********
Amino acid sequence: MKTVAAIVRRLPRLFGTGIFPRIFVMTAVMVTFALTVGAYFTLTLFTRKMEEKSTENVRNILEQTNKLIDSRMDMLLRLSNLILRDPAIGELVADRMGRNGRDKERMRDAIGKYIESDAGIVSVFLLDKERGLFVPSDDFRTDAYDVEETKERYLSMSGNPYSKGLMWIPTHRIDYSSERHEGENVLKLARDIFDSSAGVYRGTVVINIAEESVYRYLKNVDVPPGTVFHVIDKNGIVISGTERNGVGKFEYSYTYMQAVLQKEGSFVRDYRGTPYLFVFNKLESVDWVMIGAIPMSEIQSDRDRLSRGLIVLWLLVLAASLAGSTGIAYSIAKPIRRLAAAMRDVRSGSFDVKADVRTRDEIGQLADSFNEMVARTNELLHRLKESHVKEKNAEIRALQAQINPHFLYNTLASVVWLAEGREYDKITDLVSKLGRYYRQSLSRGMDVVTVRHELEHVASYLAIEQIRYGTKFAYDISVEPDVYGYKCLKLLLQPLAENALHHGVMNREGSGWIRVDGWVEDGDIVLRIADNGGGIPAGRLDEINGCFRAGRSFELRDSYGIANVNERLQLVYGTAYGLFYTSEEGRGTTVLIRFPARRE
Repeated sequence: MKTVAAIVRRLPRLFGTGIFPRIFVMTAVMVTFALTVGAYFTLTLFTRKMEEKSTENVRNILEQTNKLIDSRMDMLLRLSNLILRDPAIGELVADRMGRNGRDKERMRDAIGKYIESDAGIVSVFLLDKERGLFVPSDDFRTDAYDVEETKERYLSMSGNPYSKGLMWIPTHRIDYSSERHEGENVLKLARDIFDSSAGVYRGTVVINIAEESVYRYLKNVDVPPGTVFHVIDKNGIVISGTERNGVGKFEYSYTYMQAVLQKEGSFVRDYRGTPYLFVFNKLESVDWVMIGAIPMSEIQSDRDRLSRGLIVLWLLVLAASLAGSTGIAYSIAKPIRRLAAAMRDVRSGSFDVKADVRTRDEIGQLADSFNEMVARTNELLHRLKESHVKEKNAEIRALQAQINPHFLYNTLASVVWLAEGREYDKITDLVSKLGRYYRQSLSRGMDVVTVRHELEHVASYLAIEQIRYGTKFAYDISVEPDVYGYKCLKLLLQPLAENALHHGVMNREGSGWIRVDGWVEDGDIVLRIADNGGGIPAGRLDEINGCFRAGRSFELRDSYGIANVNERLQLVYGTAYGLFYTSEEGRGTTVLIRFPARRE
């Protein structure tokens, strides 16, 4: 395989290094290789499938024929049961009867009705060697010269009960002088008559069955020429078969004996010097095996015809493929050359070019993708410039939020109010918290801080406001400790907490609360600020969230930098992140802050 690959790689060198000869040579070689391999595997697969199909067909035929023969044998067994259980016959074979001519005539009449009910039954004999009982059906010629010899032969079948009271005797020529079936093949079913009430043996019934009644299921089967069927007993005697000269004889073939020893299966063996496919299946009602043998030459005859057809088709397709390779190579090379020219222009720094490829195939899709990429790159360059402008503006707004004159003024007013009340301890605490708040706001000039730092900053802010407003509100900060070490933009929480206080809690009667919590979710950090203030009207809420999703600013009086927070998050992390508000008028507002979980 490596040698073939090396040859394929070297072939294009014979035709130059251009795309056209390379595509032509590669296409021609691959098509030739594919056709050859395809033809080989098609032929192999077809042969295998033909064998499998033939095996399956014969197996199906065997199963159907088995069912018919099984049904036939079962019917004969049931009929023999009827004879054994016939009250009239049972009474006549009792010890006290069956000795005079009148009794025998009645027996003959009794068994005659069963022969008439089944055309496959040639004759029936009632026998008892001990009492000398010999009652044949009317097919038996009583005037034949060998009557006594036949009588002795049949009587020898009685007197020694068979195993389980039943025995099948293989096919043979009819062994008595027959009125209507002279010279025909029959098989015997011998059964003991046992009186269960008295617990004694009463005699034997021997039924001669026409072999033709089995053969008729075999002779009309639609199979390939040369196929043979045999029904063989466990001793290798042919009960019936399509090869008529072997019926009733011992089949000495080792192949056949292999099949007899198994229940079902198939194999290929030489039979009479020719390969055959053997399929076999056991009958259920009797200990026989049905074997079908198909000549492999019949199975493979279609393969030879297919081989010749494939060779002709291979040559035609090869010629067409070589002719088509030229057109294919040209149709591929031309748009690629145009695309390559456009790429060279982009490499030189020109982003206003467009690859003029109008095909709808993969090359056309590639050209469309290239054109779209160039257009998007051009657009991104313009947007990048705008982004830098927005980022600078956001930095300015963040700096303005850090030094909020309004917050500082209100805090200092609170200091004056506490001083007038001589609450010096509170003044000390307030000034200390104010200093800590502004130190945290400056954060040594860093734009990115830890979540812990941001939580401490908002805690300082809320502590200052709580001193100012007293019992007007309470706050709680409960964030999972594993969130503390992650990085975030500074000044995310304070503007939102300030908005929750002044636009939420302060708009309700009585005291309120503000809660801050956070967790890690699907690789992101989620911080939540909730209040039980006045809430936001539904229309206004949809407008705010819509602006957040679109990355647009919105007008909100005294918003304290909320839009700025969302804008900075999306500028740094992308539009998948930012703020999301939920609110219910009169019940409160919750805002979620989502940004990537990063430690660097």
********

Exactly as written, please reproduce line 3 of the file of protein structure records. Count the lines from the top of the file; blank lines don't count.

């Protein structure tokens, strides 16, 4: 395989290094290789499938024929049961009867009705060697010269009960002088008559069955020429078969004996010097095996015809493929050359070019993708410039939020109010918290801080406001400790907490609360600020969230930098992140802050 690959790689060198000869040579070689391999595997697969199909067909035929023969044998067994259980016959074979001519005539009449009910039954004999009982059906010629010899032969079948009271005797020529079936093949079913009430043996019934009644299921089967069927007993005697000269004889073939020893299966063996496919299946009602043998030459005859057809088709397709390779190579090379020219222009720094490829195939899709990429790159360059402008503006707004004159003024007013009340301890605490708040706001000039730092900053802010407003509100900060070490933009929480206080809690009667919590979710950090203030009207809420999703600013009086927070998050992390508000008028507002979980 490596040698073939090396040859394929070297072939294009014979035709130059251009795309056209390379595509032509590669296409021609691959098509030739594919056709050859395809033809080989098609032929192999077809042969295998033909064998499998033939095996399956014969197996199906065997199963159907088995069912018919099984049904036939079962019917004969049931009929023999009827004879054994016939009250009239049972009474006549009792010890006290069956000795005079009148009794025998009645027996003959009794068994005659069963022969008439089944055309496959040639004759029936009632026998008892001990009492000398010999009652044949009317097919038996009583005037034949060998009557006594036949009588002795049949009587020898009685007197020694068979195993389980039943025995099948293989096919043979009819062994008595027959009125209507002279010279025909029959098989015997011998059964003991046992009186269960008295617990004694009463005699034997021997039924001669026409072999033709089995053969008729075999002779009309639609199979390939040369196929043979045999029904063989466990001793290798042919009960019936399509090869008529072997019926009733011992089949000495080792192949056949292999099949007899198994229940079902198939194999290929030489039979009479020719390969055959053997399929076999056991009958259920009797200990026989049905074997079908198909000549492999019949199975493979279609393969030879297919081989010749494939060779002709291979040559035609090869010629067409070589002719088509030229057109294919040209149709591929031309748009690629145009695309390559456009790429060279982009490499030189020109982003206003467009690859003029109008095909709808993969090359056309590639050209469309290239054109779209160039257009998007051009657009991104313009947007990048705008982004830098927005980022600078956001930095300015963040700096303005850090030094909020309004917050500082209100805090200092609170200091004056506490001083007038001589609450010096509170003044000390307030000034200390104010200093800590502004130190945290400056954060040594860093734009990115830890979540812990941001939580401490908002805690300082809320502590200052709580001193100012007293019992007007309470706050709680409960964030999972594993969130503390992650990085975030500074000044995310304070503007939102300030908005929750002044636009939420302060708009309700009585005291309120503000809660801050956070967790890690699907690789992101989620911080939540909730209040039980006045809430936001539904229309206004949809407008705010819509602006957040679109990355647009919105007008909100005294918003304290909320839009700025969302804008900075999306500028740094992308539009998948930012703020999301939920609110219910009169019940409160919750805002979620989502940004990537990063430690660097």